Western European minorities. The case of Spanish autonomous Communities

Abstract

There is no tradition of minority rights in Western Europe countries, since their fundamental principle is equality to the law. In certain cases, such as Italy and Spain, but also the United Kingdom, Germany and Austria, the Nation-State has nonetheless reorganised its structures so as to acknowledge its minorities. In Spain, the 1978 Constitution is an interesting instance of an institutional construction which permitted accommodating the unity of the Spanish nation with regional specificities, by giving certain populations the possibility of initiating steps to obtain the status of Autonomous Community. The democratic construction of the peoples of Spain and of Autonomous Communities with them has been the most intelligent and democratic way of erecting the territorial structure of the State of Autonomous Communities, or the Spanish Federal State. Yet, the State of Autonomous Communities has failed to satisfy the expectations of Basque and Catalan nationalist organisations, whose position has progressively evolved from a visible conflict of powers in the Constitutional Court to an open demand for sovereignty.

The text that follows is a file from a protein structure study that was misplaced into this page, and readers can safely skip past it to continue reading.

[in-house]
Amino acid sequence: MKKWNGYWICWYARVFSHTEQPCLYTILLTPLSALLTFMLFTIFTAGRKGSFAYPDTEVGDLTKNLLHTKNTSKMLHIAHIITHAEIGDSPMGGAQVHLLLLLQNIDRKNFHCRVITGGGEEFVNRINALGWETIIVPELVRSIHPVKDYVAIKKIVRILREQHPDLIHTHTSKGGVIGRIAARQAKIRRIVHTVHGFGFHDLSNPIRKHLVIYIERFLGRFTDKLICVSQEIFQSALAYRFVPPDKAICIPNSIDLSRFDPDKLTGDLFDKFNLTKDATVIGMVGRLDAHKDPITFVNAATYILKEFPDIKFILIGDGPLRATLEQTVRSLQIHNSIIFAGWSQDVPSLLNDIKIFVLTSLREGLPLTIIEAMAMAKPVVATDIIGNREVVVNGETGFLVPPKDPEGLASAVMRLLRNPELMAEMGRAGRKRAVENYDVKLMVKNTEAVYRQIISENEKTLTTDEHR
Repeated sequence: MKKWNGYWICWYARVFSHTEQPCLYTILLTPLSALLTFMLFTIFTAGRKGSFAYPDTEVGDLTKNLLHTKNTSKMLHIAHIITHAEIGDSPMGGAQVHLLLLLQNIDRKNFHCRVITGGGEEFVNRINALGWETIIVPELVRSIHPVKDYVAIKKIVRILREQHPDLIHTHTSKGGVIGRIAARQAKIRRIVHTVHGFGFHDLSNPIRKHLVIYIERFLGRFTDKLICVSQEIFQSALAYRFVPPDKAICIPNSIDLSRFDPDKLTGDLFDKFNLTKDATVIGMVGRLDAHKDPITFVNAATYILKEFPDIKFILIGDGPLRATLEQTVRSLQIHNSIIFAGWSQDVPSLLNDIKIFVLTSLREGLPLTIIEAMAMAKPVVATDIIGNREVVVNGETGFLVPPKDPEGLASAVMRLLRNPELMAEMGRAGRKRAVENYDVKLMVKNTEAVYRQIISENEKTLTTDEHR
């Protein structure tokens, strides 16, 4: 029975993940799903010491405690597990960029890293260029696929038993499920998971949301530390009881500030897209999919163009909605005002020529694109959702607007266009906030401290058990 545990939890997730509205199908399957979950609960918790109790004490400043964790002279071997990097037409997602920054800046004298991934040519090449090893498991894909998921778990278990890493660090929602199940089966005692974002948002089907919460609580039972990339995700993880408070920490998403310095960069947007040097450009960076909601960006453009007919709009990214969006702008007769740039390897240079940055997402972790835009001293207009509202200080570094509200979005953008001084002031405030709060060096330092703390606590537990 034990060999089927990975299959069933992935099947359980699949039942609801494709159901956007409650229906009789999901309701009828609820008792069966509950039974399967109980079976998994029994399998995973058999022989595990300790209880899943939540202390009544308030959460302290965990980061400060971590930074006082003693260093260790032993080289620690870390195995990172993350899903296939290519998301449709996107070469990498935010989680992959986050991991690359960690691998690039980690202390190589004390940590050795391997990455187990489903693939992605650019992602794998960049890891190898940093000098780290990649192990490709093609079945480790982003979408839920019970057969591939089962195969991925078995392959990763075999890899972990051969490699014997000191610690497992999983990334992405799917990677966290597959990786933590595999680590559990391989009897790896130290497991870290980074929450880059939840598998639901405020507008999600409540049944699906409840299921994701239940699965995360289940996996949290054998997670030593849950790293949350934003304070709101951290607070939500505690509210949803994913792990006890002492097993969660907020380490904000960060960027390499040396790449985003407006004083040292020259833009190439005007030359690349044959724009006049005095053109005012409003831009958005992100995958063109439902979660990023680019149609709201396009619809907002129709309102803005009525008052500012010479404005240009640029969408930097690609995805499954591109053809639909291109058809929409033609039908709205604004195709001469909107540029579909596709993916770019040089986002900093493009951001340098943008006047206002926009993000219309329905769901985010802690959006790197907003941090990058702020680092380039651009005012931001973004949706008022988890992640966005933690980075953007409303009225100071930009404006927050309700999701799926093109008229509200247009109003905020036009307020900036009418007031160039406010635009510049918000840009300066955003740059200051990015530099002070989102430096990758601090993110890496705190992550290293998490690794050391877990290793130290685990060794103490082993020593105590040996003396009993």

AFRI 2007 Summary